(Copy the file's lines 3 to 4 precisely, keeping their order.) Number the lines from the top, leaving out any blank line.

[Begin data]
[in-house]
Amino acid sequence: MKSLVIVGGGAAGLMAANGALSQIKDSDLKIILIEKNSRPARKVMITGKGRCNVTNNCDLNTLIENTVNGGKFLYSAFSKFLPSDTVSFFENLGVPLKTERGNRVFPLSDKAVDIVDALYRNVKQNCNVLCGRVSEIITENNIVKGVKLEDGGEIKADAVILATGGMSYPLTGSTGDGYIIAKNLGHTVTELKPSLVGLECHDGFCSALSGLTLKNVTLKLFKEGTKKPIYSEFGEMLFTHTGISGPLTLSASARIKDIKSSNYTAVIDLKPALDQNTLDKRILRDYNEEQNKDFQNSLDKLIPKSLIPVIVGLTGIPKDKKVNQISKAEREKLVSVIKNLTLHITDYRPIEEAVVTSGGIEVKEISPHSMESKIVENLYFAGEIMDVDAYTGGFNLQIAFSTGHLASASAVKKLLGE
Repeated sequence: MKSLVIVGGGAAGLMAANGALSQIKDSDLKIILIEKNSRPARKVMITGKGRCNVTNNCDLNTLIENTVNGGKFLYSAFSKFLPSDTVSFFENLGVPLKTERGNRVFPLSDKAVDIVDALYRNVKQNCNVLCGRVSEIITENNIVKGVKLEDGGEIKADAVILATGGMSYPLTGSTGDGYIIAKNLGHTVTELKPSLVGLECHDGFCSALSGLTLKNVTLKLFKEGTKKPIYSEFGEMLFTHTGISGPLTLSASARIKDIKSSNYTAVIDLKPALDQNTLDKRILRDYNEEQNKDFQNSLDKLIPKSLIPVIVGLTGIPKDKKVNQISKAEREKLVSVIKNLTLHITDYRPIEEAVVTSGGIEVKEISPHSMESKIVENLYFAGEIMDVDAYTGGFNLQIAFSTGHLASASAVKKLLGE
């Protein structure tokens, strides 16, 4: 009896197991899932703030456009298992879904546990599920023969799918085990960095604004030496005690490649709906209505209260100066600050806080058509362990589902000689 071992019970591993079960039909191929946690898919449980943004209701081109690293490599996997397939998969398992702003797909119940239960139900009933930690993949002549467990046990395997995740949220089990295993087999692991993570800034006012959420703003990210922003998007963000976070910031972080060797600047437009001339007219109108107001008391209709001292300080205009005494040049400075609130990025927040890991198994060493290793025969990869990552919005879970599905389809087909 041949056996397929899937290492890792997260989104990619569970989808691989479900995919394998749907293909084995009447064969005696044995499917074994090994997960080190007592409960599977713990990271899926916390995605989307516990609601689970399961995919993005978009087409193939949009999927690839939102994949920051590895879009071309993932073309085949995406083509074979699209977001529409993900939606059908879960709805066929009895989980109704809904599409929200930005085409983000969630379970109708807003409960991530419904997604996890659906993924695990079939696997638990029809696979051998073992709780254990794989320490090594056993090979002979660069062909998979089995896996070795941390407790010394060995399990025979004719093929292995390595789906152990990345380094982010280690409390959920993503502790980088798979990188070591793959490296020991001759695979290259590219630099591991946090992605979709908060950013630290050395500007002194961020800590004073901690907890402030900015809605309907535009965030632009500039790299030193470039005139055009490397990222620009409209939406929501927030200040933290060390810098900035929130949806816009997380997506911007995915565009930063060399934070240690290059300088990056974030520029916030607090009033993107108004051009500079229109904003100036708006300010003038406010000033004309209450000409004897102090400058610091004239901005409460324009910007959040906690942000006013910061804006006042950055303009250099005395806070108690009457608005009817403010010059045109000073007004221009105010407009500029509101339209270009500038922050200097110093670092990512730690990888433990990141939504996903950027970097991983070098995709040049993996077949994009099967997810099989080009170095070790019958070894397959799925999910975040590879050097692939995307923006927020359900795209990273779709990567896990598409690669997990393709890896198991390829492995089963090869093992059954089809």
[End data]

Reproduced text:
Repeated sequence: MKSLVIVGGGAAGLMAANGALSQIKDSDLKIILIEKNSRPARKVMITGKGRCNVTNNCDLNTLIENTVNGGKFLYSAFSKFLPSDTVSFFENLGVPLKTERGNRVFPLSDKAVDIVDALYRNVKQNCNVLCGRVSEIITENNIVKGVKLEDGGEIKADAVILATGGMSYPLTGSTGDGYIIAKNLGHTVTELKPSLVGLECHDGFCSALSGLTLKNVTLKLFKEGTKKPIYSEFGEMLFTHTGISGPLTLSASARIKDIKSSNYTAVIDLKPALDQNTLDKRILRDYNEEQNKDFQNSLDKLIPKSLIPVIVGLTGIPKDKKVNQISKAEREKLVSVIKNLTLHITDYRPIEEAVVTSGGIEVKEISPHSMESKIVENLYFAGEIMDVDAYTGGFNLQIAFSTGHLASASAVKKLLGE
């Protein structure tokens, strides 16, 4: 009896197991899932703030456009298992879904546990599920023969799918085990960095604004030496005690490649709906209505209260100066600050806080058509362990589902000689 071992019970591993079960039909191929946690898919449980943004209701081109690293490599996997397939998969398992702003797909119940239960139900009933930690993949002549467990046990395997995740949220089990295993087999692991993570800034006012959420703003990210922003998007963000976070910031972080060797600047437009001339007219109108107001008391209709001292300080205009005494040049400075609130990025927040890991198994060493290793025969990869990552919005879970599905389809087909 041949056996397929899937290492890792997260989104990619569970989808691989479900995919394998749907293909084995009447064969005696044995499917074994090994997960080190007592409960599977713990990271899926916390995605989307516990609601689970399961995919993005978009087409193939949009999927690839939102994949920051590895879009071309993932073309085949995406083509074979699209977001529409993900939606059908879960709805066929009895989980109704809904599409929200930005085409983000969630379970109708807003409960991530419904997604996890659906993924695990079939696997638990029809696979051998073992709780254990794989320490090594056993090979002979660069062909998979089995896996070795941390407790010394060995399990025979004719093929292995390595789906152990990345380094982010280690409390959920993503502790980088798979990188070591793959490296020991001759695979290259590219630099591991946090992605979709908060950013630290050395500007002194961020800590004073901690907890402030900015809605309907535009965030632009500039790299030193470039005139055009490397990222620009409209939406929501927030200040933290060390810098900035929130949806816009997380997506911007995915565009930063060399934070240690290059300088990056974030520029916030607090009033993107108004051009500079229109904003100036708006300010003038406010000033004309209450000409004897102090400058610091004239901005409460324009910007959040906690942000006013910061804006006042950055303009250099005395806070108690009457608005009817403010010059045109000073007004221009105010407009500029509101339209270009500038922050200097110093670092990512730690990888433990990141939504996903950027970097991983070098995709040049993996077949994009099967997810099989080009170095070790019958070894397959799925999910975040590879050097692939995307923006927020359900795209990273779709990567896990598409690669997990393709890896198991390829492995089963090869093992059954089809």